Even if you don't have the negative ON YOU, have someone at the lab look at it an see if the negative looks dense or thin.



It sounds though, from what you said, it looks like a bad transfer, or if it is a one-light transfer, it's just uncorrected.

Looking at the file in photoshop, the FILE is underexposed, but again, that doesn't tell me anything. I suspect the film is fine, because there is detail in the shadows if I adjust the levels.
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#10 K Borowski

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Posted 13 November 2010 - 12:59 PM

You want film, so work with film, especially with Double-X negative in a cow’s stomach.


Simon, is that a literal translation of a German idiom? It doesn't really mean anything translated into English.
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#11 Simon Wyss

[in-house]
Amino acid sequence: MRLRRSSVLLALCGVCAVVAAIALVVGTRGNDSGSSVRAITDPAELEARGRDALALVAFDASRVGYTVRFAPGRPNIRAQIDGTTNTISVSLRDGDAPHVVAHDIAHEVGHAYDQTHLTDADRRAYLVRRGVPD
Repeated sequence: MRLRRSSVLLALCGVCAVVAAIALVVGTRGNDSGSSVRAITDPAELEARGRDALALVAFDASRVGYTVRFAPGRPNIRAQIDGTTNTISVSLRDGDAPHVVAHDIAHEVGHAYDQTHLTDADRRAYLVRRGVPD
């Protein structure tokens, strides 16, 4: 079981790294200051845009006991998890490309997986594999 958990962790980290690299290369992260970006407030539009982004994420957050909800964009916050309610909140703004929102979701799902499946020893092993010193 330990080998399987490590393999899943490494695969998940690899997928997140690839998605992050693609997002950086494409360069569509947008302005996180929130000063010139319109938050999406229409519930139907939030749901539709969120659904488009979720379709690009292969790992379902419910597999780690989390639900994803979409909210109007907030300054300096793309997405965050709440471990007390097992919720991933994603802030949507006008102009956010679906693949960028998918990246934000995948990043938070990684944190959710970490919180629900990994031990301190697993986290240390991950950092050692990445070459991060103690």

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Posted 16 November 2010 - 02:05 PM

Simon, is that a literal translation of a German idiom? It doesn't really mean anything translated into English.

Of course does it mean something. You probably don’t understand what I want to express: there’s this swiss german saying that it’s dark like inside a cow’s stomach or inside a cow. Sometimes we say Two Black Men Fighting with each other in a Tunnel at Night. High key would be called An Eskimo (I know, not PC) Fighting with an Ice Bear During a Snow Storm.

I downloaded the picture data and made it appear full size on my monitor. It looked better than I first thought but still . . .
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#12 Kieran Scannell

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Posted 16 November 2010 - 03:59 PM

hi! I have a problem with 7222 stock. Bought brand new at kodak, not x-rayed, kept in the fridge at +5'C, 55% humidity.
Can it be a result of overheating in developer or anything else? poor halftones, excessive grain in highlights/